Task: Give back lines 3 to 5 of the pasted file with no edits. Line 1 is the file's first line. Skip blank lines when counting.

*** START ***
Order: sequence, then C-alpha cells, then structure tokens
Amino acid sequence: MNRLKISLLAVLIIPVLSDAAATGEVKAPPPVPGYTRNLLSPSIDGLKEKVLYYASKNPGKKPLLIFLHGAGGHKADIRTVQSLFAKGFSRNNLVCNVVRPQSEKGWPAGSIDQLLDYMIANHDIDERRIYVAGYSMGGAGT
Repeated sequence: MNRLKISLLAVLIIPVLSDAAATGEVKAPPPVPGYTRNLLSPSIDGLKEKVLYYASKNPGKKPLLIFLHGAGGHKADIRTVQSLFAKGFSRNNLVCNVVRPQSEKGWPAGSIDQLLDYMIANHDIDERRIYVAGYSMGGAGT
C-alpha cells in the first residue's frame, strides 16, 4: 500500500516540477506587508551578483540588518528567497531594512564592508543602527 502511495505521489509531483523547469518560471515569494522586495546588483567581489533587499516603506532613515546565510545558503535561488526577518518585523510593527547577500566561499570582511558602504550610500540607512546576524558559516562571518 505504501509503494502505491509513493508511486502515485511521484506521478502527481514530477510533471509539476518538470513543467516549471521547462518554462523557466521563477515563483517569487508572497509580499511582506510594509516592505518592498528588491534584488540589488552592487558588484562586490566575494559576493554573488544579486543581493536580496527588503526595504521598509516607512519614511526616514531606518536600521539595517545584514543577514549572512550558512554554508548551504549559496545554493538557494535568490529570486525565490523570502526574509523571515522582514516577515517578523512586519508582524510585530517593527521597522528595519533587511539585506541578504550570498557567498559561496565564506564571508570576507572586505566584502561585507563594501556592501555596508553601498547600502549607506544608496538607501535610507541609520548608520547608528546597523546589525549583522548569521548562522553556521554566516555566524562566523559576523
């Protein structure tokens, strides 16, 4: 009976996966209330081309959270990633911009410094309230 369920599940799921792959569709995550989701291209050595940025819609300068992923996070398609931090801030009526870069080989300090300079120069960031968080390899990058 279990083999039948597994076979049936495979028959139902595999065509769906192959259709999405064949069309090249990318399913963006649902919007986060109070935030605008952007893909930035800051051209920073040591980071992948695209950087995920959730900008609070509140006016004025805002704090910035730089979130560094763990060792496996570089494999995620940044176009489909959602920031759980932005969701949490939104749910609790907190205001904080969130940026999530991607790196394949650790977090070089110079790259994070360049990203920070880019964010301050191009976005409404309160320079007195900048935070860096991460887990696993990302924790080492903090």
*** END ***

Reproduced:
Repeated sequence: MNRLKISLLAVLIIPVLSDAAATGEVKAPPPVPGYTRNLLSPSIDGLKEKVLYYASKNPGKKPLLIFLHGAGGHKADIRTVQSLFAKGFSRNNLVCNVVRPQSEKGWPAGSIDQLLDYMIANHDIDERRIYVAGYSMGGAGT
C-alpha cells in the first residue's frame, strides 16, 4: 500500500516540477506587508551578483540588518528567497531594512564592508543602527 502511495505521489509531483523547469518560471515569494522586495546588483567581489533587499516603506532613515546565510545558503535561488526577518518585523510593527547577500566561499570582511558602504550610500540607512546576524558559516562571518 505504501509503494502505491509513493508511486502515485511521484506521478502527481514530477510533471509539476518538470513543467516549471521547462518554462523557466521563477515563483517569487508572497509580499511582506510594509516592505518592498528588491534584488540589488552592487558588484562586490566575494559576493554573488544579486543581493536580496527588503526595504521598509516607512519614511526616514531606518536600521539595517545584514543577514549572512550558512554554508548551504549559496545554493538557494535568490529570486525565490523570502526574509523571515522582514516577515517578523512586519508582524510585530517593527521597522528595519533587511539585506541578504550570498557567498559561496565564506564571508570576507572586505566584502561585507563594501556592501555596508553601498547600502549607506544608496538607501535610507541609520548608520547608528546597523546589525549583522548569521548562522553556521554566516555566524562566523559576523
């Protein structure tokens, strides 16, 4: 009976996966209330081309959270990633911009410094309230 369920599940799921792959569709995550989701291209050595940025819609300068992923996070398609931090801030009526870069080989300090300079120069960031968080390899990058 279990083999039948597994076979049936495979028959139902595999065509769906192959259709999405064949069309090249990318399913963006649902919007986060109070935030605008952007893909930035800051051209920073040591980071992948695209950087995920959730900008609070509140006016004025805002704090910035730089979130560094763990060792496996570089494999995620940044176009489909959602920031759980932005969701949490939104749910609790907190205001904080969130940026999530991607790196394949650790977090070089110079790259994070360049990203920070880019964010301050191009976005409404309160320079007195900048935070860096991460887990696993990302924790080492903090």